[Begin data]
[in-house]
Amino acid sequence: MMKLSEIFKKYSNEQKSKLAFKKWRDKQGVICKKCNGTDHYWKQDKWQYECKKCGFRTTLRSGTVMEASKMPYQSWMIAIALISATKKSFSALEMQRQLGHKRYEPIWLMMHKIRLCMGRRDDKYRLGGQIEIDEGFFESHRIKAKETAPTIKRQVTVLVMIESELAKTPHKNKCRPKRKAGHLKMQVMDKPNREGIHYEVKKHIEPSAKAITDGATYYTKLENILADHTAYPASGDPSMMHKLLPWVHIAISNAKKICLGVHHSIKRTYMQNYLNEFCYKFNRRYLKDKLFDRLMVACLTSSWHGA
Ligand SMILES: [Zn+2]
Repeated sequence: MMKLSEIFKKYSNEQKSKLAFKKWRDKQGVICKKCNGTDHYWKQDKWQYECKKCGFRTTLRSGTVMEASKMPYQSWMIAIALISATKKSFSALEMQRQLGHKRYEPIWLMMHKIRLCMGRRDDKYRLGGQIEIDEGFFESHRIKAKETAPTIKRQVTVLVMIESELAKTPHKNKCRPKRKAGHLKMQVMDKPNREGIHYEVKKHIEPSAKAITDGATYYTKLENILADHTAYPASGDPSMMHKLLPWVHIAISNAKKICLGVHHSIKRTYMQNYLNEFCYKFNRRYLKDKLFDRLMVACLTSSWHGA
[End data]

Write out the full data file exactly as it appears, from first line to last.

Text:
[in-house]
Amino acid sequence: MMKLSEIFKKYSNEQKSKLAFKKWRDKQGVICKKCNGTDHYWKQDKWQYECKKCGFRTTLRSGTVMEASKMPYQSWMIAIALISATKKSFSALEMQRQLGHKRYEPIWLMMHKIRLCMGRRDDKYRLGGQIEIDEGFFESHRIKAKETAPTIKRQVTVLVMIESELAKTPHKNKCRPKRKAGHLKMQVMDKPNREGIHYEVKKHIEPSAKAITDGATYYTKLENILADHTAYPASGDPSMMHKLLPWVHIAISNAKKICLGVHHSIKRTYMQNYLNEFCYKFNRRYLKDKLFDRLMVACLTSSWHGA
Ligand SMILES: [Zn+2]
Repeated sequence: MMKLSEIFKKYSNEQKSKLAFKKWRDKQGVICKKCNGTDHYWKQDKWQYECKKCGFRTTLRSGTVMEASKMPYQSWMIAIALISATKKSFSALEMQRQLGHKRYEPIWLMMHKIRLCMGRRDDKYRLGGQIEIDEGFFESHRIKAKETAPTIKRQVTVLVMIESELAKTPHKNKCRPKRKAGHLKMQVMDKPNREGIHYEVKKHIEPSAKAITDGATYYTKLENILADHTAYPASGDPSMMHKLLPWVHIAISNAKKICLGVHHSIKRTYMQNYLNEFCYKFNRRYLKDKLFDRLMVACLTSSWHGA